I'd also love to hear some suggestions on this topic! My little guy was doing great with letting us brush his teeth until recently when he started getting 3 pre-molars at once! His poor little gums are sore swollen, I don't blame him for not wanting us messing around in his mouth.
Maybe letting him have the toothbrush would help? With him in control, it may make his gums feel better and have the side effect of getting a *little* bit clean!

ETA: Micah is more vigorous in his chewing when he is teething!
post #5 of 27
We give ds a turn then we have a turn. When it's our turn he has a choice of sitting, laying down or laying between our legs (in a V) Sometimes he doesn't want us to have our turn and he wants to be all done, but this isn't a choice. He has had to have dental surgery to repair extensive decay and we will not allow his teeth to get bad again.
We try to make it as much of a game/fun as possible, but sometimes there's a battle and on those days I just try to get them clean and finish so we can get back to other things.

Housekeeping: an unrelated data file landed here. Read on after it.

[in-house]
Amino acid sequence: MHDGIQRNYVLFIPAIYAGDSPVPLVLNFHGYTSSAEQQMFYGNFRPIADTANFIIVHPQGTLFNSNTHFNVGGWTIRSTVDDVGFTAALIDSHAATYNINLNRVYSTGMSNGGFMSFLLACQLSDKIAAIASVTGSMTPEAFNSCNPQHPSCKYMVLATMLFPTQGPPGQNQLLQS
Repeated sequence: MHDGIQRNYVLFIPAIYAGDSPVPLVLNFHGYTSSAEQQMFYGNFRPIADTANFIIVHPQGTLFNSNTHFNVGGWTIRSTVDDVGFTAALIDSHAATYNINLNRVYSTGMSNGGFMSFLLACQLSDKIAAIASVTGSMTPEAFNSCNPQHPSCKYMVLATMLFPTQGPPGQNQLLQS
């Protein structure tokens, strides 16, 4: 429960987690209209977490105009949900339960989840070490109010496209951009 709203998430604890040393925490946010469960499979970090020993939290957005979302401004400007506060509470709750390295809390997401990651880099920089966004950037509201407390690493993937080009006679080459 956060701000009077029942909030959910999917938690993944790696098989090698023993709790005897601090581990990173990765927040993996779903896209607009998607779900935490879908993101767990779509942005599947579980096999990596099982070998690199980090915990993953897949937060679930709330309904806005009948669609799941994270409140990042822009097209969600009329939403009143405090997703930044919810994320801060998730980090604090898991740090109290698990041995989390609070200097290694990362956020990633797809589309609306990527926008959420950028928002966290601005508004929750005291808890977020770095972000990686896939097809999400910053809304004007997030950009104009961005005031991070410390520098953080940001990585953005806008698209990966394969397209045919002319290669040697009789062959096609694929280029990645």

post #6 of 27
DS was pretty good about brushing for quite a while. He would let me sit him on my lap and brush away in there. Lately, he hates it, but I really don't want it be negotiable.

I have tried laying him down between my legs, and that did help for a week or so, but he is back to screaming and really not liking it in any way. I think I may get a vibrating toothbrush and some yummy toddler toothpaste to dab on to see if that helps. I did put just a touch of my all natural gel on there the other day, and he thought it was very intersting.